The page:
RoCS scientists publications November 2020

Researcher Shahin Jafarzadeh's and PhD candidate Henrik Eklund's articles on the project "ALMA – The key to the Sun’s coronal heating problem" have been accepted for publication.

Two young scientists from different parts of the world

1st Authors of RoCS publications. From left: Shahin Jafarzadeh and Henrik Eklund. Photo: UiO.

Their work is a step towards understanding the outer layers of the solar atmosphere with possible contributions to solving the coronal heating problem. 

1.The Sun at millimeter wavelengths II. Small-scale dynamic events in ALMA Band 3

Journal: Astronomy & Astrophysics

1st Author: Henrik Eklund

Position: PhD candidate

Co-authors from RoCS:

  • Sven Wedemeyer
  • Mikolaj Szydlarski
  • Shahin Jafarzadeh
  • Juan Camilo Guevara Gómez

Short summary by the author

We analyzed ALMA Band 3 data (∼ 3 mm / 100 GHz) with a spatial resolution of ∼ 1.4 – 2.1 arcsec and a duration of ∼ 40 min together with SDO/HMI magnetograms, to make a detailed systematic assessment of the occurrence and properties of small-scale dynamical features in the quiet Sun.

The temporal evolution of the mm maps is studied with the aim to detect pronounced dynamical features, which then are connected to dynamical events via a k-means clustering algorithm.

We studied the physical properties of the resulting events and explored whether or not they show properties consistent with propagating shock waves.

For this purpose, we calculated observable shock wave signatures at mm wavelengths from one- and three-dimensional model atmospheres.

There are a lot of small-scale dynamic structures detected in the Band 3 data, even though the spatial resolution sets limitations on the size and strength of the events that can be detected. We detect 552 dynamical events with an excess in brightness temperature (∆Tb) of at least ≥ 400 K. The events show a large variety in size up to ∼ 9′′ , amplitude ∆Tb up to ∼ 1200 K with typical values in the range ∼ 450 – 750 K, and lifetime at full width at half maximum (FWHM) of ∆Tb of between ∼ 43 and 360 s, with typical values between ∼ 55 and 125 s. Many of the events show signature properties suggesting that they are likely produced by propagating shock waves.

The number of dynamic signatures in the ALMA mm data is very low in areas with photospheric footpoints with stronger magnetic fields, which is consistent with the expectation for propagating shock waves.

2. An overall view of temperature oscillations in the solar chromosphere with ALMA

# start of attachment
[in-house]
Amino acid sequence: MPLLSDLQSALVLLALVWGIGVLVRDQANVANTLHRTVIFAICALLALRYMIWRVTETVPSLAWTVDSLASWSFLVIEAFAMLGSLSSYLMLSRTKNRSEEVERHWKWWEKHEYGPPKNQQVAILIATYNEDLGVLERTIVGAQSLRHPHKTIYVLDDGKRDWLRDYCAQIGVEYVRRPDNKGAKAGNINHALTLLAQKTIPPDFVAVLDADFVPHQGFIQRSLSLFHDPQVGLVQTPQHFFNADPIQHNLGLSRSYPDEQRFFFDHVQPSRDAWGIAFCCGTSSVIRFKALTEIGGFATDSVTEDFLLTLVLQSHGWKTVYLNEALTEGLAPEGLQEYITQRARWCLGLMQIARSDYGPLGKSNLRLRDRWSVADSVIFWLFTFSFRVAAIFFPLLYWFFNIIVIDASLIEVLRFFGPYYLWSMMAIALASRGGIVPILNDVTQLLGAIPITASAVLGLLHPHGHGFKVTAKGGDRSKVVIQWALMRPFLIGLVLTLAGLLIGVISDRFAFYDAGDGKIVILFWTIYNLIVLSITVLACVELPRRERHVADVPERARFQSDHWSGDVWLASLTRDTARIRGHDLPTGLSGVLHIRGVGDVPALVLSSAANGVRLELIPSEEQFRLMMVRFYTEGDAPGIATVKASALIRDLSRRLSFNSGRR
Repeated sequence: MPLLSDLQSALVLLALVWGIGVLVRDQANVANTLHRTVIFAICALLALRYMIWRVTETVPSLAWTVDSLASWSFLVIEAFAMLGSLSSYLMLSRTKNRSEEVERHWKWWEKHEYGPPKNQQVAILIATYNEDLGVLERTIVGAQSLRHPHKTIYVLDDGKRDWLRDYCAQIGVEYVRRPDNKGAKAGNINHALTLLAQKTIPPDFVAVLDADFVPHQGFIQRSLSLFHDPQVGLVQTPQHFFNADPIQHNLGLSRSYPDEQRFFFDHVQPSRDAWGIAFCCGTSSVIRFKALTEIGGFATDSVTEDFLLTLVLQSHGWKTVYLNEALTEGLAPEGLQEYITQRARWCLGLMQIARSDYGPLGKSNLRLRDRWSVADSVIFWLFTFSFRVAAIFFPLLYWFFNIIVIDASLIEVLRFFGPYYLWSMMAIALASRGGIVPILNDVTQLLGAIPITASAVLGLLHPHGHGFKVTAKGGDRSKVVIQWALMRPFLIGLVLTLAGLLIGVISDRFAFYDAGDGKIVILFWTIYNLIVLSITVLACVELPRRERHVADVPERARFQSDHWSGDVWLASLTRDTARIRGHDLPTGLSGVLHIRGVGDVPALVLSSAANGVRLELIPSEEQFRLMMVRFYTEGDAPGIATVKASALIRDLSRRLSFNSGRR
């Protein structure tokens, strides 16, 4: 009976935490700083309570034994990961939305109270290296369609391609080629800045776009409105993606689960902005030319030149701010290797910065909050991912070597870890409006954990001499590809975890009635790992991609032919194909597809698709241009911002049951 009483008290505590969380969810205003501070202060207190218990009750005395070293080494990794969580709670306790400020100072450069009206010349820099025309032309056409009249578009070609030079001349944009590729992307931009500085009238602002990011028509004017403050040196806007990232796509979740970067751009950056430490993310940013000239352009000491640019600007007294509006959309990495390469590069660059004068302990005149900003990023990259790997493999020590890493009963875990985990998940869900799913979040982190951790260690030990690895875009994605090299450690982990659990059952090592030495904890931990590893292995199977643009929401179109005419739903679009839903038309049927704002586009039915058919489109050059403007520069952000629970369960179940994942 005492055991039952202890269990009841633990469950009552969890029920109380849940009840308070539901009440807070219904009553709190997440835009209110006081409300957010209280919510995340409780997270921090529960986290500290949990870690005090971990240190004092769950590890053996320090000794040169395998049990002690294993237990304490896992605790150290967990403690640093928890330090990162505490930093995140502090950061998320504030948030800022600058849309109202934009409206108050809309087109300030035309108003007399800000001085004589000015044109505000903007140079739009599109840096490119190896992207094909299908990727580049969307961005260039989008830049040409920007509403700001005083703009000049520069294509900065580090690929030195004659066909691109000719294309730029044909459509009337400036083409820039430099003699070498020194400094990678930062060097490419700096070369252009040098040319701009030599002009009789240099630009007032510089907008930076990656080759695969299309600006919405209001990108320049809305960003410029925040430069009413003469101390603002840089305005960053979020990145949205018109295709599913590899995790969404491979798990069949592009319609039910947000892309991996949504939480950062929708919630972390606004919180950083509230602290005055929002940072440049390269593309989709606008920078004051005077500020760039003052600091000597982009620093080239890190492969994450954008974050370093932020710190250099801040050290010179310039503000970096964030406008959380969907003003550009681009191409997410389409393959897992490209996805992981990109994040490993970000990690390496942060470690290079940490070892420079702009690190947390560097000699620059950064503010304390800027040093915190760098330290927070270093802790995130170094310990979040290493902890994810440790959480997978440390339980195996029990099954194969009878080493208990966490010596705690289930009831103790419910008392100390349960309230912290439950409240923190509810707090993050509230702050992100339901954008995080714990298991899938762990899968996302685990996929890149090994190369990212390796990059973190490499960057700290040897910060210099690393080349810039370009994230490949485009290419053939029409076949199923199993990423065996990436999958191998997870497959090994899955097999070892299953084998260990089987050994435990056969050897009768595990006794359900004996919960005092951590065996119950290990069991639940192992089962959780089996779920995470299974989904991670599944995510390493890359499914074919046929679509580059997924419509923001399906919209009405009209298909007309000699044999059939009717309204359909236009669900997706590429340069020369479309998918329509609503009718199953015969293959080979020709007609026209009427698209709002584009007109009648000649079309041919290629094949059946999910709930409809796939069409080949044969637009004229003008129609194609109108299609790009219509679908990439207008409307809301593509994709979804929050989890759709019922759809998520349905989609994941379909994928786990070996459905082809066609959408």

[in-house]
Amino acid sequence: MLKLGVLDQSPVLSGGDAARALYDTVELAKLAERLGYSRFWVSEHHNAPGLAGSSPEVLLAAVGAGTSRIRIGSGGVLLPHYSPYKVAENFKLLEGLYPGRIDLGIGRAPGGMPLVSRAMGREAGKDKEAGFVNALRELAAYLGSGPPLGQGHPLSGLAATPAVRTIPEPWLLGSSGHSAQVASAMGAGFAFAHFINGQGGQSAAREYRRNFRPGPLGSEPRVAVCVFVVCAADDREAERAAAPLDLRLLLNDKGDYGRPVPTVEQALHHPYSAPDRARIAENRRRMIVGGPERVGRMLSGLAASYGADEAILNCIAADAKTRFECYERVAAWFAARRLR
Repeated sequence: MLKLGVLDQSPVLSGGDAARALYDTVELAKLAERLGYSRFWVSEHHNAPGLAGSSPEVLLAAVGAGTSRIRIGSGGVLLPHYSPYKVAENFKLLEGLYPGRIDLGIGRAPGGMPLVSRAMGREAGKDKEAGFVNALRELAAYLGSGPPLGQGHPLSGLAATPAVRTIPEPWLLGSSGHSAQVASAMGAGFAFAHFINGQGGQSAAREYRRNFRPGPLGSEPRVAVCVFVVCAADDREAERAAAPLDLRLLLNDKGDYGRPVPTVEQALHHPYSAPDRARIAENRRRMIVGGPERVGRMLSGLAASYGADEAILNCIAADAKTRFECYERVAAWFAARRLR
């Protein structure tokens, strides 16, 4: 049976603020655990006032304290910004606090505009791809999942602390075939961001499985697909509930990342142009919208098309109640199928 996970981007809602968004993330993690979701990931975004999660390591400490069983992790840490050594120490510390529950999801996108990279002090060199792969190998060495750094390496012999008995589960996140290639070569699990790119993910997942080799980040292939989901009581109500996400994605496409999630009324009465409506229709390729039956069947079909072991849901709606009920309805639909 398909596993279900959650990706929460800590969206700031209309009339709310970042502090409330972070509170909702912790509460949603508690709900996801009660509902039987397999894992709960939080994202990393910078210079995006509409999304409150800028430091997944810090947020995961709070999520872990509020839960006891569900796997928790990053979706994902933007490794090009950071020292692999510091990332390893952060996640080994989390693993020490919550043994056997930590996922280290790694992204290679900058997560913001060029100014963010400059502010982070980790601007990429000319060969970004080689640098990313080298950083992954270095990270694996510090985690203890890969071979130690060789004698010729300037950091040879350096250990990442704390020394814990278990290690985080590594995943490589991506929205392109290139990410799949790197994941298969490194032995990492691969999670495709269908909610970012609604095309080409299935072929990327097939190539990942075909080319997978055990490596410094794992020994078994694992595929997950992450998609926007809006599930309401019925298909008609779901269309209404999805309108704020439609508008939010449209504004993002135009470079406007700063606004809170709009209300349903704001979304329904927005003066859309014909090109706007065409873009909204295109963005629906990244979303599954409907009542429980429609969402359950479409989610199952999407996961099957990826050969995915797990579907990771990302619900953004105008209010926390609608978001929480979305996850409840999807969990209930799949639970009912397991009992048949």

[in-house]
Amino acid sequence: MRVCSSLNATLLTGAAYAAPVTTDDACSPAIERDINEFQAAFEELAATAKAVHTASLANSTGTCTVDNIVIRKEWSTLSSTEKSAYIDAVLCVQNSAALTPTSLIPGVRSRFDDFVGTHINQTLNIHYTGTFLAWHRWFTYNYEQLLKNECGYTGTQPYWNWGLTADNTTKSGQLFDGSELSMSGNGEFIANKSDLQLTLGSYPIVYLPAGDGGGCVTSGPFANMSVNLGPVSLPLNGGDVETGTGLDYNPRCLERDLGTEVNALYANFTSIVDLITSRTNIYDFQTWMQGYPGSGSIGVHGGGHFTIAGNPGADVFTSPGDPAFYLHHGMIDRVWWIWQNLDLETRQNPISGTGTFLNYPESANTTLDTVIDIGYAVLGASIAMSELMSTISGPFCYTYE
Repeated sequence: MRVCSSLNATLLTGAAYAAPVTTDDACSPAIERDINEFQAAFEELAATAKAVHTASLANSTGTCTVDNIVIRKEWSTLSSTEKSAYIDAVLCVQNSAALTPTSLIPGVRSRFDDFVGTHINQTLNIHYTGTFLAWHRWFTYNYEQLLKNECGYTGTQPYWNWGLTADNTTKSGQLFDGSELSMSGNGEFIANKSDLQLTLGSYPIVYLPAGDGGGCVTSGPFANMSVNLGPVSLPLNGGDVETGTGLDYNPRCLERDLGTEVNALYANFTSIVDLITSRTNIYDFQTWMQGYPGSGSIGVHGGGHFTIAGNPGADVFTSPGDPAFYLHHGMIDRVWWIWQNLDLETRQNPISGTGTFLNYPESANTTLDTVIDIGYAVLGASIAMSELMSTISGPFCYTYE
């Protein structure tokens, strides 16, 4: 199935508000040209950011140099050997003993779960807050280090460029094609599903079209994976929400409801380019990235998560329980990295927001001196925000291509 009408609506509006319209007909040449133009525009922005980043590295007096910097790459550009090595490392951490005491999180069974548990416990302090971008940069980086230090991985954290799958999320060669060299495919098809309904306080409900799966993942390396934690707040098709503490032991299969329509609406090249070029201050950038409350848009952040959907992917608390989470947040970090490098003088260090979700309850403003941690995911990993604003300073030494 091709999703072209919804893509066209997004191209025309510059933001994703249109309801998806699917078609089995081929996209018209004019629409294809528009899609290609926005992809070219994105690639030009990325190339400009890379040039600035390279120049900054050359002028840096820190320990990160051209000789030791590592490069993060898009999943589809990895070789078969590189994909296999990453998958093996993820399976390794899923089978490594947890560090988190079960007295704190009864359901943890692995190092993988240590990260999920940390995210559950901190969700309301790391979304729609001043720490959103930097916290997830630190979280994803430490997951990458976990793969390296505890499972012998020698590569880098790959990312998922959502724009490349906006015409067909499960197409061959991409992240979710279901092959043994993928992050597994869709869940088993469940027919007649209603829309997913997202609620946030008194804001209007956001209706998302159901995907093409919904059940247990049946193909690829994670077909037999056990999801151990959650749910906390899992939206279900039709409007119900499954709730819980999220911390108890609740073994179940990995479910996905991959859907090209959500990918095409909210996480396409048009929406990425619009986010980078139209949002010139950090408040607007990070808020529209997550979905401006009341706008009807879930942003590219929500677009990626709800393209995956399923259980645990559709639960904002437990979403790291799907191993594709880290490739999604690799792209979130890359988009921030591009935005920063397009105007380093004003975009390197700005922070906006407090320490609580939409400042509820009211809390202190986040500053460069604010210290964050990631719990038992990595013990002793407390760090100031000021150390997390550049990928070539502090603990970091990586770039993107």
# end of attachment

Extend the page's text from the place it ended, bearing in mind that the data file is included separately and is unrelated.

Journal: Philosophical Transactions of the Royal Society A

1st Author: Shahin Jafarzadeh

Position: Researcher

Co-authors from RoCS:

  • Sven Wedemeyer

  • Mikolaj Szydlarski

  • Vasco M. J. Henriques

  • Juan C. Guevara Gómez

Short summary by the author

By indirect measurements of the gas temperature, the Atacama Large Millimeter/sub-millimeter Array (ALMA) has yielded a new diagnostic tool to study the solar chromosphere. Here we present an overview of the brightness-temperature fluctuations from several high-quality and high-temporal-resolution (i.e., 1 and 2 sec cadence) time series of images obtained during the first two years of solar observations with ALMA, in Band 3 and Band 6, centred at around 3 mm (100 GHz) and 1.25 mm (239 GHz), respectively. 

We find that the observed frequencies significantly vary from one dataset to another, which is discussed in terms of the solar regions captured by the observations (i.e., linked to their underlying magnetic topology). While the presence of enhanced power within the frequency range 3 − 5 mHz is found for the most magnetically quiescent datasets, lower frequencies dominate when there is significant influence from strong underlying magnetic field concentrations (present inside and/or in the immediate vicinity of the observed field of view). 

We discuss here a number of reasons which could possibly contribute to the power suppression at around 5.5 mHz in the ALMA observations. However, it remains unclear how other chromospheric diagnostics (with an exception of Hα line-core intensity) are unaffected by similar effects, i.e., they show very pronounced 3-min oscillations dominating the dynamics of the chromosphere, whereas only a very small fraction of all the pixels in the ten ALMA data sets analysed here show peak power near 5.5 mHz.

By Eyrun Thune
Published Nov. 9, 2020 12:33 PM - Last modified Feb. 8, 2021 10:30 AM